DisCoTec | Invited Speaker

10th international conference on Coordination Models and Languages (Coordination'08)

Invited Speaker

Fiji: A Platform for Data-Intensive Sensor Network Applications

Matt Welsh, Harvard University, USA

Sensor networks are becoming increasingly important for data-intensive applications that involve moderate to high data rates, fine-grained timestamping of recorded signals, and computationally-intensive processing within the network. Examples of this new class of applications include volcano monitoring, structural health monitoring, and biomedical data capture. In contrast to the first generation of sensor networks, which were focused on low-duty-cycle data collection and aggregation, these new applications demand much greater data fidelity and computational sophistication.

At the same time, wireless sensor platforms are inherently resource-constrained, leading to severe limitations of computational horsepower, memory capacity, and radio bandwidth. The stringent application demands and resource constraints conflate to make programming complex sensor applications a very difficult task, even for experts in embedded systems. As a result there is a vast gap between the needs of domain scientists wishing to develop and deploy a sensor network and the level of expertise required to realize a resource-efficient implementation.

In this talk, I will present Fiji, a new programming platform intended to make it much easier for domain scientists to leverage wireless sensor networks. Fiji is based on the concept of macroprogramming, in which a program describing the global behavior of the network is compiled down to an efficient node-level binary. This is accomplished using a flexible dataflow-based intermediate form supported by multiple compilers for each target language. Fiji also provides a powerful node-level runtime and OS for resource-aware programming, allowing applications to naturally adapt to varying resource availability.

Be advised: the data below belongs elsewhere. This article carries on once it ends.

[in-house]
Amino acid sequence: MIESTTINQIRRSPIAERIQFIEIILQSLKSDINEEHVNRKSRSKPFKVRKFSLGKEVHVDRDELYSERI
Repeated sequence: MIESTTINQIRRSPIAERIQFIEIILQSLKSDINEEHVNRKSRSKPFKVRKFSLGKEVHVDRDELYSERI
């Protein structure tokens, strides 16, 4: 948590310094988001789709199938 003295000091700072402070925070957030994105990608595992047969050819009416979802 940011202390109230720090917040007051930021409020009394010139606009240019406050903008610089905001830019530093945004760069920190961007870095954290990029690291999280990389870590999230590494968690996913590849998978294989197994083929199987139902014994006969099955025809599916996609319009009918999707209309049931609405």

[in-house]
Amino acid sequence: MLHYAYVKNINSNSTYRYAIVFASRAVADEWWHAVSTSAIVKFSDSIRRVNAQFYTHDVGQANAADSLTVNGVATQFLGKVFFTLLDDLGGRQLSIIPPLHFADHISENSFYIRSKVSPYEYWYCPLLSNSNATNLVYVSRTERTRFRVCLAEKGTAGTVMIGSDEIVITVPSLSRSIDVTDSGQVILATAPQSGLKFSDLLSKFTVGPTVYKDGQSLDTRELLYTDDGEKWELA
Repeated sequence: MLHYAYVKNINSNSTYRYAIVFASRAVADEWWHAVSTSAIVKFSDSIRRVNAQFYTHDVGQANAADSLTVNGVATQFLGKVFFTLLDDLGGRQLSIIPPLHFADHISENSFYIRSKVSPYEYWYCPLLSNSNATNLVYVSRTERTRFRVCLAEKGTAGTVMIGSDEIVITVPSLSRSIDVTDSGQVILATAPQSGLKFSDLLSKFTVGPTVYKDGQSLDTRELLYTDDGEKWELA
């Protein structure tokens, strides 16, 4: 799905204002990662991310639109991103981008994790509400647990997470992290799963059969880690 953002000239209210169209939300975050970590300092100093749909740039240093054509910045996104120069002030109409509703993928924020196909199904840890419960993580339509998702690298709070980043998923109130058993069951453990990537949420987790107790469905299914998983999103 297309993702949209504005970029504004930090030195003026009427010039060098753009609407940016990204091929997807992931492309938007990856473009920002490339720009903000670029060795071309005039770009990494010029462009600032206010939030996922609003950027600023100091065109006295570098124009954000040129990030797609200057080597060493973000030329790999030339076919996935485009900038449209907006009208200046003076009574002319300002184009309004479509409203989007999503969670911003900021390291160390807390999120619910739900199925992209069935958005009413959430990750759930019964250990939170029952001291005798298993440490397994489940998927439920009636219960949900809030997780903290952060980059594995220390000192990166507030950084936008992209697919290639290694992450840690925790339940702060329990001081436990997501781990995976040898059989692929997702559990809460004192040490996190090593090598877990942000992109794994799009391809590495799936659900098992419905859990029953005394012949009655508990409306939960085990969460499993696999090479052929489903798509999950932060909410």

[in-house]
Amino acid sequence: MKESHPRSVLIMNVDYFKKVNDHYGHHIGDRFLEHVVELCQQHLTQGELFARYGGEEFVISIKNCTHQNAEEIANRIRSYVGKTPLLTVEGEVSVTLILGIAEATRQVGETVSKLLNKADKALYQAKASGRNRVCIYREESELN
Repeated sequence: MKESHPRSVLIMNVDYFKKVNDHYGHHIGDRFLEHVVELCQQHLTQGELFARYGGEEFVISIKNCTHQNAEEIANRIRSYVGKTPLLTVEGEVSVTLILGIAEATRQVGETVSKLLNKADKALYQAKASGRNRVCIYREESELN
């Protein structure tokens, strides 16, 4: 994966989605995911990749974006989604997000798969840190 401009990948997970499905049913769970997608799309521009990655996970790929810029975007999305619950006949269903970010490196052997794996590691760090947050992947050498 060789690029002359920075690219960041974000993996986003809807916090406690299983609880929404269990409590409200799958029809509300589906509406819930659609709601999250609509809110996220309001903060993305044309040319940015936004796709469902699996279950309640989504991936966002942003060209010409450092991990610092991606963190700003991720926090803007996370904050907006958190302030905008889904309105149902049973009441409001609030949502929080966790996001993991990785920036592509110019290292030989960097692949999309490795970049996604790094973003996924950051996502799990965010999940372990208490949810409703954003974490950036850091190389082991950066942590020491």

Matt Welsh has been an assistant professor in Computer Science at Harvard University since 2003. He received his M.S. and Ph.D. degrees from UC Berkeley (1999 and 2002). Following his Ph.D. work he spent one year as a visiting researcher at Intel Research Berkeley. He received his undergraduate degree from Cornell University (1996).

His research interests include operating system, network, and language support for large-scale distributed systems. His current research focuses on wireless sensor networks, with an emphasis on high-level languages and programming models. His group is developing sensor network platforms for applications such as medical care and monitoring volcanic eruptions. They are also developing an Internet-based infrastructure for collecting and processing large volumes of real-time sensor data.